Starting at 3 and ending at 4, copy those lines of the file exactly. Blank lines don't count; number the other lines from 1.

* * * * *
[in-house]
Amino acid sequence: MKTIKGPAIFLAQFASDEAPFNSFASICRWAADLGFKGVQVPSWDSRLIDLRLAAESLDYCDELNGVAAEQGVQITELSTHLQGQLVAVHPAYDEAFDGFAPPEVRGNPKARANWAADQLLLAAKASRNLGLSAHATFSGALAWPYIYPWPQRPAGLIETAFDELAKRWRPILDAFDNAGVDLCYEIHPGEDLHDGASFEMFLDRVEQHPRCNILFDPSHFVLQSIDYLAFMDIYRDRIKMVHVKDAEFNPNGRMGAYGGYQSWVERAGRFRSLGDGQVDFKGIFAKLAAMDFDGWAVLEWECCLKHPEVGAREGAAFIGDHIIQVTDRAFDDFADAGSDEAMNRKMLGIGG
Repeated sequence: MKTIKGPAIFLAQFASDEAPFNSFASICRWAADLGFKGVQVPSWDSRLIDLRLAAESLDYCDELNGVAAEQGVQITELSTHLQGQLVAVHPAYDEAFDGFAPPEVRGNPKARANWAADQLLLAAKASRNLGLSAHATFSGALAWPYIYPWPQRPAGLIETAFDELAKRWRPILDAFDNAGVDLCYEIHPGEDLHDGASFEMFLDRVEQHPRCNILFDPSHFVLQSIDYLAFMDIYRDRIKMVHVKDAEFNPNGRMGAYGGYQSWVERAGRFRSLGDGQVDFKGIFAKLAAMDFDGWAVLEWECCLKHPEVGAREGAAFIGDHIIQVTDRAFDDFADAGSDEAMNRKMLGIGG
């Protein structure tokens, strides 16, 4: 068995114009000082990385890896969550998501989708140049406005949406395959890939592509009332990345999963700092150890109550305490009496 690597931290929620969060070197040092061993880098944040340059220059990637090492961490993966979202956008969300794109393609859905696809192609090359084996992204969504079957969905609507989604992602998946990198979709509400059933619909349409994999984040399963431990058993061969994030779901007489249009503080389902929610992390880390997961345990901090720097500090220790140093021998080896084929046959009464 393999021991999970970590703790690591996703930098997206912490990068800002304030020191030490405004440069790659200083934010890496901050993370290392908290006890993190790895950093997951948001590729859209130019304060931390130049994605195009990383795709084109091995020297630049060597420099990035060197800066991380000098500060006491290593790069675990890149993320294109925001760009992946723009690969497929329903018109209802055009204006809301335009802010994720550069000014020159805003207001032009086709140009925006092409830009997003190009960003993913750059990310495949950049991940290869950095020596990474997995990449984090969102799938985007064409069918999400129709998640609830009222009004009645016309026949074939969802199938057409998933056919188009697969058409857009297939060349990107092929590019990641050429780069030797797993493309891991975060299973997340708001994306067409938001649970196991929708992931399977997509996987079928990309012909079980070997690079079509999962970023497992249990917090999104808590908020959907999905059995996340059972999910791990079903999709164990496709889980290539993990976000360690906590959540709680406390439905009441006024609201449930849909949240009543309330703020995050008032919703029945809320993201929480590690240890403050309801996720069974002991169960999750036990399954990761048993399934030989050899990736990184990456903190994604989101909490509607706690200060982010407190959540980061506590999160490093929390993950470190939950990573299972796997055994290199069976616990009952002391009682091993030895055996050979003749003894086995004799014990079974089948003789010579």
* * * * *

Repeated sequence: MKTIKGPAIFLAQFASDEAPFNSFASICRWAADLGFKGVQVPSWDSRLIDLRLAAESLDYCDELNGVAAEQGVQITELSTHLQGQLVAVHPAYDEAFDGFAPPEVRGNPKARANWAADQLLLAAKASRNLGLSAHATFSGALAWPYIYPWPQRPAGLIETAFDELAKRWRPILDAFDNAGVDLCYEIHPGEDLHDGASFEMFLDRVEQHPRCNILFDPSHFVLQSIDYLAFMDIYRDRIKMVHVKDAEFNPNGRMGAYGGYQSWVERAGRFRSLGDGQVDFKGIFAKLAAMDFDGWAVLEWECCLKHPEVGAREGAAFIGDHIIQVTDRAFDDFADAGSDEAMNRKMLGIGG
């Protein structure tokens, strides 16, 4: 068995114009000082990385890896969550998501989708140049406005949406395959890939592509009332990345999963700092150890109550305490009496 690597931290929620969060070197040092061993880098944040340059220059990637090492961490993966979202956008969300794109393609859905696809192609090359084996992204969504079957969905609507989604992602998946990198979709509400059933619909349409994999984040399963431990058993061969994030779901007489249009503080389902929610992390880390997961345990901090720097500090220790140093021998080896084929046959009464 393999021991999970970590703790690591996703930098997206912490990068800002304030020191030490405004440069790659200083934010890496901050993370290392908290006890993190790895950093997951948001590729859209130019304060931390130049994605195009990383795709084109091995020297630049060597420099990035060197800066991380000098500060006491290593790069675990890149993320294109925001760009992946723009690969497929329903018109209802055009204006809301335009802010994720550069000014020159805003207001032009086709140009925006092409830009997003190009960003993913750059990310495949950049991940290869950095020596990474997995990449984090969102799938985007064409069918999400129709998640609830009222009004009645016309026949074939969802199938057409998933056919188009697969058409857009297939060349990107092929590019990641050429780069030797797993493309891991975060299973997340708001994306067409938001649970196991929708992931399977997509996987079928990309012909079980070997690079079509999962970023497992249990917090999104808590908020959907999905059995996340059972999910791990079903999709164990496709889980290539993990976000360690906590959540709680406390439905009441006024609201449930849909949240009543309330703020995050008032919703029945809320993201929480590690240890403050309801996720069974002991169960999750036990399954990761048993399934030989050899990736990184990456903190994604989101909490509607706690200060982010407190959540980061506590999160490093929390993950470190939950990573299972796997055994290199069976616990009952002391009682091993030895055996050979003749003894086995004799014990079974089948003789010579």